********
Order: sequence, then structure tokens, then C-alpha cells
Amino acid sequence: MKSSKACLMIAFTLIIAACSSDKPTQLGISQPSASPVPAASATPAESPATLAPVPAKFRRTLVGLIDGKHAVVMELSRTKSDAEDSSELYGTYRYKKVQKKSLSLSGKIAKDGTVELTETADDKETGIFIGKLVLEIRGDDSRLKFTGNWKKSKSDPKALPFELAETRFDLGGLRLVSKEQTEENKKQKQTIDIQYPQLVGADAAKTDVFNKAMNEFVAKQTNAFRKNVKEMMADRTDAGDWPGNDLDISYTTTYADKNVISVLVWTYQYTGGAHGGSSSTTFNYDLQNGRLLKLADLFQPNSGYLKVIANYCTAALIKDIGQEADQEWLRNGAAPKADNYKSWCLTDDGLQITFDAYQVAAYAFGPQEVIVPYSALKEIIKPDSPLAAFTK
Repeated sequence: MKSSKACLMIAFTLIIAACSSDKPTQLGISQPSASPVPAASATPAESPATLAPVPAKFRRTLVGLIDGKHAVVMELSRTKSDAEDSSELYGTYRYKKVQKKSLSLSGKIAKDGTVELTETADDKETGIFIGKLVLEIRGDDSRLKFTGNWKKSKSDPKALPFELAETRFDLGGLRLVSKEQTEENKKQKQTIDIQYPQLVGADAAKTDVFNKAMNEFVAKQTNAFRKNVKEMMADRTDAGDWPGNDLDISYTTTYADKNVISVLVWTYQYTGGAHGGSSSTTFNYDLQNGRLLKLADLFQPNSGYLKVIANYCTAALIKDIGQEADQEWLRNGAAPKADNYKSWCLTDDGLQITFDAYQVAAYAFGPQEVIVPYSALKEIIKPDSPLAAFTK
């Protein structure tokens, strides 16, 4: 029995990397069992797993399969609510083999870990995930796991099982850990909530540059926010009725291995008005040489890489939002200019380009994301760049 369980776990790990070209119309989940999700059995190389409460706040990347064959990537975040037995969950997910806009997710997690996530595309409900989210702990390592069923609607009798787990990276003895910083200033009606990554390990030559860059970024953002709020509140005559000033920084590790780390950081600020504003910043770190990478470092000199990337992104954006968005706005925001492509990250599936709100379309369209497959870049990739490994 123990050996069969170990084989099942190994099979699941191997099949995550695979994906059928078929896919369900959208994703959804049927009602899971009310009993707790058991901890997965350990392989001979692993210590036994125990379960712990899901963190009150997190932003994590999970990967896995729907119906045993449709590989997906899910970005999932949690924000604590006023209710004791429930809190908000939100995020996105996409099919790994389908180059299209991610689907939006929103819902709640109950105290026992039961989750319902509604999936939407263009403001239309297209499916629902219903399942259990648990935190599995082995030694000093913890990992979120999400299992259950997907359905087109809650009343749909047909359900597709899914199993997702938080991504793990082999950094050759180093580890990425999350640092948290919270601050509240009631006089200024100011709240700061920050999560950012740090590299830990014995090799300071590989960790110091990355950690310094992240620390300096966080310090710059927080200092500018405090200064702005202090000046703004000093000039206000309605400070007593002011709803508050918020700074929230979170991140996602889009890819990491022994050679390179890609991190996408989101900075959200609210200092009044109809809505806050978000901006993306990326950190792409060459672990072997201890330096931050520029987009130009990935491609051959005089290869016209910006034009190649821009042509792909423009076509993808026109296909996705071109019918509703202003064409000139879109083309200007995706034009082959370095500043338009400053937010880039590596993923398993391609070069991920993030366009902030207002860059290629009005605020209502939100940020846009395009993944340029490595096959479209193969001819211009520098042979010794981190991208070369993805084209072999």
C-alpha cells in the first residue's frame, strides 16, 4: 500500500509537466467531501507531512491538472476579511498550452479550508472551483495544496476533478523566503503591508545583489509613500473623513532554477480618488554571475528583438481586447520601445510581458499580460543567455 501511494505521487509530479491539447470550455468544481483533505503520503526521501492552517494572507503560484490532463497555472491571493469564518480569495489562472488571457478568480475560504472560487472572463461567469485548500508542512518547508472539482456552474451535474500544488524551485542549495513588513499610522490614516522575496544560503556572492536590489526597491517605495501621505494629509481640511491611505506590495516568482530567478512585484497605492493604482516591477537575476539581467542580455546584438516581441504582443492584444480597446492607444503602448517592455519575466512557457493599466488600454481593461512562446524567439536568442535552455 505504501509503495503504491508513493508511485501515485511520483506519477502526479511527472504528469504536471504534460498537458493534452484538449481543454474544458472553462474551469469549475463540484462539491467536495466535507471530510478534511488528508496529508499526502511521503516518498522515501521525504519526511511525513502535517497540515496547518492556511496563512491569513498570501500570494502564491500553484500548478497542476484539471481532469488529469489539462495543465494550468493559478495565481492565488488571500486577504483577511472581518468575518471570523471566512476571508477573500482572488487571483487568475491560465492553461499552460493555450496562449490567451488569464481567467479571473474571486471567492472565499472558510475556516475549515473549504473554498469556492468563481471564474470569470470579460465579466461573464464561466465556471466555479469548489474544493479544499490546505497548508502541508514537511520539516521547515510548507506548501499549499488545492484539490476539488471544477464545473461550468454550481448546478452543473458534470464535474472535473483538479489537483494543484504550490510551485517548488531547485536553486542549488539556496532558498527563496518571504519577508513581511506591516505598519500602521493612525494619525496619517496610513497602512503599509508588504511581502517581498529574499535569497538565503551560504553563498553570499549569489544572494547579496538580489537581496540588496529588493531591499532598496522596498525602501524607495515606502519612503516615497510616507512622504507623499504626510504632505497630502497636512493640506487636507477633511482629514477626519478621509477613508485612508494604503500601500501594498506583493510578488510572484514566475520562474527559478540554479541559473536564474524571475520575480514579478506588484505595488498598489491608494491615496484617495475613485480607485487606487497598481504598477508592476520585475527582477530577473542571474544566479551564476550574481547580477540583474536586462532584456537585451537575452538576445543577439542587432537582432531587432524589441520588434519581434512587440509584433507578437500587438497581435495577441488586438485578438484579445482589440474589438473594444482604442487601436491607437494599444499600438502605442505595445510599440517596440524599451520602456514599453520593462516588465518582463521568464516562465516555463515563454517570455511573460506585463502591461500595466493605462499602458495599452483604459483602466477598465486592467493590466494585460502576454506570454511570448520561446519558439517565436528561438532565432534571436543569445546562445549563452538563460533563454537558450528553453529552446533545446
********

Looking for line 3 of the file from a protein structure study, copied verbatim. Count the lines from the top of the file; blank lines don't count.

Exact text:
Repeated sequence: MKSSKACLMIAFTLIIAACSSDKPTQLGISQPSASPVPAASATPAESPATLAPVPAKFRRTLVGLIDGKHAVVMELSRTKSDAEDSSELYGTYRYKKVQKKSLSLSGKIAKDGTVELTETADDKETGIFIGKLVLEIRGDDSRLKFTGNWKKSKSDPKALPFELAETRFDLGGLRLVSKEQTEENKKQKQTIDIQYPQLVGADAAKTDVFNKAMNEFVAKQTNAFRKNVKEMMADRTDAGDWPGNDLDISYTTTYADKNVISVLVWTYQYTGGAHGGSSSTTFNYDLQNGRLLKLADLFQPNSGYLKVIANYCTAALIKDIGQEADQEWLRNGAAPKADNYKSWCLTDDGLQITFDAYQVAAYAFGPQEVIVPYSALKEIIKPDSPLAAFTK